It is rare (less than 100 medically reported/documented cases in the WORLD… EVER! The altered speech is perceived by others as being foreign; sounding like the person had come from a different country or part of the country in which the language or dialect is of a different flavor. It does not mean that the person suddenly can fluently speak or understand a foreign language, only that the sufferer “sounds” as if they are foreign due to prosody, inflections, accent, and other aspects of speech production. The sufferers themselves may or may not “hear” the difference in their own head enough to help with speech therapy. A person’s speech is altered drastically after some kind of injury to the brain (stroke, past concussion, migraine, whether recent or in the distant past, or maybe for some yet unknown reason. The damage may not be seen via traditional scans such as CT, MRI, EEGs or Xrays, Yet there have been more detailed viewings via Difusion-Tensor MRI (DTMRI) or Functional MRI’s (fMRI) HAVE shown damage at the nerve level that did not show up on the more frequently utilized brain imaging techniques. However, since these machines are so very expensive there are not many places that perform the scans and insurance doesn’t cover their use. Oh, and one more thing, many people on Twitter proliferate the falsehood that Foreign Accent Syndrome is a Psychological or Mental disorder. The truth is that FAS is a “neurological” disorder. This is a very important thing to correct if you see it. I have written to the writers of the articles that falsely stated this, but no retractions or corrections were made to my knowledge so the MISinformation continues. It’s up to those of us who care for truth to correct when we see it in order to promote true understanding.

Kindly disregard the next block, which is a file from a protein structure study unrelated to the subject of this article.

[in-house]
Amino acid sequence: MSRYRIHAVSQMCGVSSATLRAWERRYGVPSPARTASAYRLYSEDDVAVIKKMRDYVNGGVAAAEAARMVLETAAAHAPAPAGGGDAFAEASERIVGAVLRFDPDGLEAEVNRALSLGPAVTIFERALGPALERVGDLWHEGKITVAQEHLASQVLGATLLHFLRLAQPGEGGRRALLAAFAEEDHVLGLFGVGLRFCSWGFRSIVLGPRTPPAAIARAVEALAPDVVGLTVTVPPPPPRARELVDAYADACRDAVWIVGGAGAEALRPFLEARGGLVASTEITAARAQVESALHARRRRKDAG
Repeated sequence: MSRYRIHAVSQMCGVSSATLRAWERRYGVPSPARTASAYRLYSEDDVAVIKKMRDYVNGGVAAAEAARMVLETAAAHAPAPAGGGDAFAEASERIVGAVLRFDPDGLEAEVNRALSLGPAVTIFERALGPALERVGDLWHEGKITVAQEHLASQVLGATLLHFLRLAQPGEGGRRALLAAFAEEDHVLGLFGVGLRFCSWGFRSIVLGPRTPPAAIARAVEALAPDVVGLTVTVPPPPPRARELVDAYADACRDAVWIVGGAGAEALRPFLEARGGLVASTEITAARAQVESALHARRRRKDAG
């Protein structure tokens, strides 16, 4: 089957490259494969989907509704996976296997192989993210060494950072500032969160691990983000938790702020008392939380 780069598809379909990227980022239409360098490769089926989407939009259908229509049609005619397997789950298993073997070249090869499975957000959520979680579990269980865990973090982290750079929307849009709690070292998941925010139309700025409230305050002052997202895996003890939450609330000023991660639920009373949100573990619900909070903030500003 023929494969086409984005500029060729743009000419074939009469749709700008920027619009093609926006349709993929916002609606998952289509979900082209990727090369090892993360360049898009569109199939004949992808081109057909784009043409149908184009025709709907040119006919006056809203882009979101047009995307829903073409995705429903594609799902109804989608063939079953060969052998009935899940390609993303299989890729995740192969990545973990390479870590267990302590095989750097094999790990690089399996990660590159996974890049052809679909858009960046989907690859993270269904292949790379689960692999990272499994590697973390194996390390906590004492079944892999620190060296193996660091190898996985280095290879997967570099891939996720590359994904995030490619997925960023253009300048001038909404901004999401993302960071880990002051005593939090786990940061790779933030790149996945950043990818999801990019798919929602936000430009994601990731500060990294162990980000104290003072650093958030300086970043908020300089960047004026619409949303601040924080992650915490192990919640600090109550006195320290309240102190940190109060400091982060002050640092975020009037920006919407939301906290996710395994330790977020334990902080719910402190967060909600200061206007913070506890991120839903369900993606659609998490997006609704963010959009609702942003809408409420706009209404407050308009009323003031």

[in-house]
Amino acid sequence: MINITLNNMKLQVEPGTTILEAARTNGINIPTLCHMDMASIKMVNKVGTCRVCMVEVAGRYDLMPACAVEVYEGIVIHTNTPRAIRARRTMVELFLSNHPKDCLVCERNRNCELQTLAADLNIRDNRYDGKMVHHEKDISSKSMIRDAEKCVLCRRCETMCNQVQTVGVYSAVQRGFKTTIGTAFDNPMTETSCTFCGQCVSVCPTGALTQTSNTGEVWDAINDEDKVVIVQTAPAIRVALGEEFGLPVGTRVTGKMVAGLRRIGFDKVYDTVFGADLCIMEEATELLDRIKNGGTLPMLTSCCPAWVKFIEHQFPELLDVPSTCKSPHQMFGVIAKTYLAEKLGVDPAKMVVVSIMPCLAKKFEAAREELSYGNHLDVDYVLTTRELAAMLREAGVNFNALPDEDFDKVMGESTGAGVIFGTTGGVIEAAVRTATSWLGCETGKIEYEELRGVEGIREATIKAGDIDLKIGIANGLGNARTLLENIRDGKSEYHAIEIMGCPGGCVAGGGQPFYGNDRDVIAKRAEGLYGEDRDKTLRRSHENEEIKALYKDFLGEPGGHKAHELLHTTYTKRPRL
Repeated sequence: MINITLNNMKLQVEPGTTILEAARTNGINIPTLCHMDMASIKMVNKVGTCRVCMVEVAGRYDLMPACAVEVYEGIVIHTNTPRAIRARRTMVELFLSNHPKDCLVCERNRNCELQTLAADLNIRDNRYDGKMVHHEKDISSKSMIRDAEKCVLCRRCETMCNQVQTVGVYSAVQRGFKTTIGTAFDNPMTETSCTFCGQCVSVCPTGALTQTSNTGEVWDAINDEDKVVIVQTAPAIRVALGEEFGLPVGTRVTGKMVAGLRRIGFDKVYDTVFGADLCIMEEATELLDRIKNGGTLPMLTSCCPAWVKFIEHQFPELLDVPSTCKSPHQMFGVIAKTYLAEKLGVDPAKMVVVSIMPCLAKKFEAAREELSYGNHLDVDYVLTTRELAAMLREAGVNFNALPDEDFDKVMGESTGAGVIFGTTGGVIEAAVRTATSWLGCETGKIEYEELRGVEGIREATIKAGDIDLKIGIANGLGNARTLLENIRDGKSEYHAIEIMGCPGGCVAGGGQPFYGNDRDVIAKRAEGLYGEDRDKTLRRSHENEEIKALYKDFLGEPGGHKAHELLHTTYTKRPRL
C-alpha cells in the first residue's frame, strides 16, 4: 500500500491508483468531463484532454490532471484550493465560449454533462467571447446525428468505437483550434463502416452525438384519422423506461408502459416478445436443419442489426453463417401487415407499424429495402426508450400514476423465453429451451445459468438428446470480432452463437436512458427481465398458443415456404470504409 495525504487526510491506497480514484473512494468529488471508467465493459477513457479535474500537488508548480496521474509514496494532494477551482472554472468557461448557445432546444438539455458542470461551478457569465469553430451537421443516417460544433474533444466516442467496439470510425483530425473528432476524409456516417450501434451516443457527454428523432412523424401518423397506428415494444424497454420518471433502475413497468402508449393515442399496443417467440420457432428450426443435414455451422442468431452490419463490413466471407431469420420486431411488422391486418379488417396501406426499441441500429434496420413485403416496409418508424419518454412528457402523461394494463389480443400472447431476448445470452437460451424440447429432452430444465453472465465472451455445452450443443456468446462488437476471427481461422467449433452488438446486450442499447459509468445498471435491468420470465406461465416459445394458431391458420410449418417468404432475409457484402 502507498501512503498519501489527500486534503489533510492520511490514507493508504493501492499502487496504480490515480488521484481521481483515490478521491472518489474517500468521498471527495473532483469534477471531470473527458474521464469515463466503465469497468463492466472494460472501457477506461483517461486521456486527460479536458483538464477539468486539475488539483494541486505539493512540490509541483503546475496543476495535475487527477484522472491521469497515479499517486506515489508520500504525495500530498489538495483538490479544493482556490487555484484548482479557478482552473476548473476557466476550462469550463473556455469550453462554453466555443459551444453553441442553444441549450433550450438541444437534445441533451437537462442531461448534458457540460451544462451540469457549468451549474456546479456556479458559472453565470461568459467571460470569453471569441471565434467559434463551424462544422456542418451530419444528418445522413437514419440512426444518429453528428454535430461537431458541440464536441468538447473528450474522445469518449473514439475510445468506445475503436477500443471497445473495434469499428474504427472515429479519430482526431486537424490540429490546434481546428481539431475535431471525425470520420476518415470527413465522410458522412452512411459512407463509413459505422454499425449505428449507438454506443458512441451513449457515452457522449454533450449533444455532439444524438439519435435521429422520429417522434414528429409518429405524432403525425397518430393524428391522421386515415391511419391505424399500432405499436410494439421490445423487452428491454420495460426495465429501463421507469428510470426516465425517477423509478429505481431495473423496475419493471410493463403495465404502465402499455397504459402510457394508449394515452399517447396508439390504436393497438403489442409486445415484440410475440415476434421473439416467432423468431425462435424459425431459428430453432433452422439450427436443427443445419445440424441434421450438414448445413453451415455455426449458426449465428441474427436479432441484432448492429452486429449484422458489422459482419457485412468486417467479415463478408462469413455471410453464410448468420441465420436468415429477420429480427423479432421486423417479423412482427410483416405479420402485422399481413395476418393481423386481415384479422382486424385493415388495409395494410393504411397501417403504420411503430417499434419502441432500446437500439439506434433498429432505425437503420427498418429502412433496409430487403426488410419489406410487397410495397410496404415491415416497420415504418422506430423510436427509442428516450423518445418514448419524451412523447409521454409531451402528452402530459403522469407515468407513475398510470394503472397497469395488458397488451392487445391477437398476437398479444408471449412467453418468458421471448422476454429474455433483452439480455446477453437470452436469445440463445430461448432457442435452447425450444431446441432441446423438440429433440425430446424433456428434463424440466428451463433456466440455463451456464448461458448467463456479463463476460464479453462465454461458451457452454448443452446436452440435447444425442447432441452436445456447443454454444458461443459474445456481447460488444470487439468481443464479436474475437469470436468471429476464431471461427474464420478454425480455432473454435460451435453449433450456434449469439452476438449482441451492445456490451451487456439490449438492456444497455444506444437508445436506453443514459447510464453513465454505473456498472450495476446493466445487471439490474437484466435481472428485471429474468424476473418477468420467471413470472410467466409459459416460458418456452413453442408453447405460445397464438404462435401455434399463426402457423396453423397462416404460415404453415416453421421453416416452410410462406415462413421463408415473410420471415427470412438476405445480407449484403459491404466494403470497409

PURPOSE

I have a PURPOSE in having such a rare thing as Foreign Accent Syndrome. Namely: I must tell everyone, Foreign Accent Syndrome IS REAL!

Being such a rare thing means that more people haven’t heard of it than have. And that includes “specialists” such as neurologists, hospital ER staff, family doctors, psychologists, clergy, college professors, etc. ###You can quote me on this: “Just because you have never heard of something before or can’t see it or have no experience with it, does NOT mean it doesn’t exist!!” Every inventor, great scientist, and the wisest of students and educators as well as cutting edge researchers have learned: the greatest thing about “knowing” something is to realize we can’t ever know it all!

Given my background, my talents, and my years with this rare disorder, I am always increasing in understanding more and more about it. I believe that my passion has always been communication, artistic and interpersonal: caretaking people or animals, science, especially physiological and  behavior, God-loving, nature-admiring, art, poetry, music, photography, film, — all of that.  I have learned how to use all of these skills in the New Media I now see how God allows me to use all of that to help others and it is humbling and exhilarating at the same time.

WHAT NOW?

I would like to encourage you to read more on my site here about Foreign Accent Syndrome? I am going to go forward with creating a site specifically for Foreign Accent Syndrome that can act as an aggregate depository and interactive location for anyone around the world, but in the meantime you can just type FAS in the search box above and see several postings specific to reports of living with it, thoughts, experiences, etc. as well as links to other media. I would really like to work with scientific research and especially as the field of neuroscience is growing. I am encouraged by our U.S. President Obama’s announcement this year of “The Brain Project” in which the government is encouraging more study in the area of brain function and dysfunction. I do hope to be included in a reputable research program and especially have them to view me with fMRI to see how my brain functions when talking versus singing. (I am able to sing in my normal voice).  It is invigorating to connect with other people who are passionate about helping others. I pray that God will grant you the joy of knowing you are unique, no other person can be you as well as you!